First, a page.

Every month, when I’m reviewing our service scores, I love to take a few minutes and read how God worked in the lives of our guests. Below is a sampling of the responses we received for the month of May. I found these to be a blessing. Hopefully you will as well.

  • I went to the prayer garden for the first time and really felt the presence of God there. I was able to open my heart, then to really “be still and know” He is God and was there.
  • Whenever I come to Ridgecrest I find God’s peace there. The surrounding mountains, the calm and the opportunity to hear from God without a whole lot of local traffic and people who have other priorities than Christ makes it a place I’ll come to again and again.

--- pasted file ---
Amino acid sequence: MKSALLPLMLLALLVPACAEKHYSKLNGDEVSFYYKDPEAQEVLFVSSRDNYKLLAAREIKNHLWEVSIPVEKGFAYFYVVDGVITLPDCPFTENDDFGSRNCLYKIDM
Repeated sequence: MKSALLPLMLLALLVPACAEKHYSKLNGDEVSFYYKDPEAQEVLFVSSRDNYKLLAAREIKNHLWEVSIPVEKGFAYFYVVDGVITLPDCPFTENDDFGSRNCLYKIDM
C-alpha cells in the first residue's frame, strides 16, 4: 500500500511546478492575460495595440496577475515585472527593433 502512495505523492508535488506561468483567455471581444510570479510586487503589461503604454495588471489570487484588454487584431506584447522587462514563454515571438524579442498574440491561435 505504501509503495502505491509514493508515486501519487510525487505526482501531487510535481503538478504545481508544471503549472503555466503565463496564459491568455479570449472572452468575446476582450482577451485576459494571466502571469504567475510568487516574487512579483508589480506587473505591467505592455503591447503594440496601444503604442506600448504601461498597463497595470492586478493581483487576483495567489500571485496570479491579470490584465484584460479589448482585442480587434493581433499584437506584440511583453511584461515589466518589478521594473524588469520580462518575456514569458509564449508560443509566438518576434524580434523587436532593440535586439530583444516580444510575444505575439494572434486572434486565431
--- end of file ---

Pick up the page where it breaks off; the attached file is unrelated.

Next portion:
• Being among friends with whom I worked in Africa was a highlight of this year. It refreshed my soul hear how God is working in difficult places around the world.
  • It is very spiritual there. You can see and feel the Holy Spirit working in the staff. The Rally 2 Ridgecrest event was a life-changing event for me.
  • My wife and I were extremely blessed by our stay. The atmosphere is conducive to prayer and meditation. The campus offers an environment that makes one feel that God is all around them. We simply loved our time spent there.
  • Personally, it was good to have a facility that took care of my needs and allowed time to reflect on my relationship with God and appreciate the beauty around us and the friendly inviting atmosphere. I have not experienced that anywhere else and I have been to lots of retreats over the years.

What about you? Do you have a Ridgecrest or Glorieta story you’d like to share with us? If so, click here!

Why Ridgecrest and Glorieta are perfect for Spiritual Retreats